How Julia Gillard’s defensivesness prompted journalist attack

 In Learning from Luminaries, Politicians

I gave Julia Gillard a 6/10 for her performance in her press conference last week, regarding her time at Slater & Gordon.

At the conference Gillard tongue-lashed and lectured journalists. Her performance was spirited and was better than her leadership spill press conference earlier in 2012 ( I gave her a 4/10 for that performance). Please see my post: http://www.kellyspeech.com.au/2012/03/slippery-rudd-wooden-gillard/#more-1254

Still, and overall, Gillard came across as defensive in the conference last week. (This is not to downplay the extreme attacks on her from some members of media, or the intense pressure she might be feeling).

Underpinning Gillard’s defensiveness were elements of irritation, of anger and of being a victim. Her facial expression was hard and severe.

Here are examples of her anger and irritation:

– “I’m answering your questions now, if you’ve got questions – put ‘em.”

– “I’ve been on my feet now for what, I can’t quite recall, 50 minutes? Something like that . . .taking every question that the journalist elite of this country has got for me. If that doesn’t end the matter, then with respect, I don’t know what would.”

The conference went on for over an hour. It continued for so long because of Gillard’s defensiveness. When a person puts up a defensive stance, it prompts the ‘attackers’ (the journalists) to keep attacking. Watching the conference you could sense the journalists thinking to themselves, ‘If we can just keep probing and asking questions in different ways, we’ll find a weak spot in her defence, and she’ll crack’.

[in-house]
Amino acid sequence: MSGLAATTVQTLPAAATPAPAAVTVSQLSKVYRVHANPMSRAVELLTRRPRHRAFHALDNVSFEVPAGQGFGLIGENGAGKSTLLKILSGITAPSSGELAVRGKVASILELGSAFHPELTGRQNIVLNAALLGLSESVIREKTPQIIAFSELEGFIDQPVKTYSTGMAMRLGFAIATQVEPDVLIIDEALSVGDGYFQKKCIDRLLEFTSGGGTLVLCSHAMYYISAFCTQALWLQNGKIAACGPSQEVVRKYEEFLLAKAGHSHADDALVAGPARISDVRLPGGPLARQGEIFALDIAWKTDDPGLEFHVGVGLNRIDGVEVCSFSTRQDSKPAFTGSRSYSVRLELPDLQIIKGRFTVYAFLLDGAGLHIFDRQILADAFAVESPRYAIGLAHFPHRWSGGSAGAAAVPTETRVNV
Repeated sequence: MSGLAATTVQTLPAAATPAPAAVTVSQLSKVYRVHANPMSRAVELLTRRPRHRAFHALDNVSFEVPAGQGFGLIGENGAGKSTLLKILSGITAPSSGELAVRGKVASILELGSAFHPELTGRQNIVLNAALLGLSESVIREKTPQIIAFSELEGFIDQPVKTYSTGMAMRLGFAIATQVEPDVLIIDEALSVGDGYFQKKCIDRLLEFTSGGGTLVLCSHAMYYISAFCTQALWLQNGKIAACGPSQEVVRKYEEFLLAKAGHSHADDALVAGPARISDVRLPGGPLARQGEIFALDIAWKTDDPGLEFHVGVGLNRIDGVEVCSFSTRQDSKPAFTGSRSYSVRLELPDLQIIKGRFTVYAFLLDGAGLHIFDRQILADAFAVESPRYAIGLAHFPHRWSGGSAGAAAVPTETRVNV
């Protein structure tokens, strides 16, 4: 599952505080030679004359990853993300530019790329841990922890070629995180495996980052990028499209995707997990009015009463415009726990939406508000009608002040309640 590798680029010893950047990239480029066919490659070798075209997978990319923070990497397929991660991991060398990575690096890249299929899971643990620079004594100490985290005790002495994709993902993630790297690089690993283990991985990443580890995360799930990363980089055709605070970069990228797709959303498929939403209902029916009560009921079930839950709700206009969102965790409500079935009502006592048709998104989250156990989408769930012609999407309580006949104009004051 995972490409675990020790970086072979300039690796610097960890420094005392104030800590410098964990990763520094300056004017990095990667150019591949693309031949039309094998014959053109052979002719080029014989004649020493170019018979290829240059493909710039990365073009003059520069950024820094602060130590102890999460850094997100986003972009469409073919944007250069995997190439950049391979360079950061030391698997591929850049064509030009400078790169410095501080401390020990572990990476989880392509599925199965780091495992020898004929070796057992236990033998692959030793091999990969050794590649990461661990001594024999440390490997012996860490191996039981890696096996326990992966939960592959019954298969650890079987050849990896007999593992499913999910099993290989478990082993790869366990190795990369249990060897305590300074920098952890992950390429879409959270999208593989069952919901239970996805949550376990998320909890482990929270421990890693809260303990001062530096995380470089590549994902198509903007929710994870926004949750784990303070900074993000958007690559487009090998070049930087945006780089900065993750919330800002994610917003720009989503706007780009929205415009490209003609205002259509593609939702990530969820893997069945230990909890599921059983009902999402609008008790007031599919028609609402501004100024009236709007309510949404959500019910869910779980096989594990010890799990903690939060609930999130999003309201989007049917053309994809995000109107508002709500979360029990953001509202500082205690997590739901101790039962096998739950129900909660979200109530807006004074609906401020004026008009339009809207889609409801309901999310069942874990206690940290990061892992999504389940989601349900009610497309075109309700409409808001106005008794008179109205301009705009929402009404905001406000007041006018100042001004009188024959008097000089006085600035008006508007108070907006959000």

If Gillard had been less defensive the journalists wouldn’t has persisted with their questions.

The lessons here for your under-pressure Q&A speaking situations are these: Avoid defensiveness. Display no anger or irritation. Don’t lecture people.

Rather (and this may require a substantial amount of effort and will-power) be even and open in your feeling tone. Project dignity.

Dignity is hard to attack.

By displaying these positive attitudes and behaviours your questioners won’t be prompted to attack you. They’ll get a sense that an attack will not be profitable.

The ‘how to apply’ for this post: In your next under-pressure Q&A speaking situation, display dignity, be open and even in feeling tone and avoid defensiveness.

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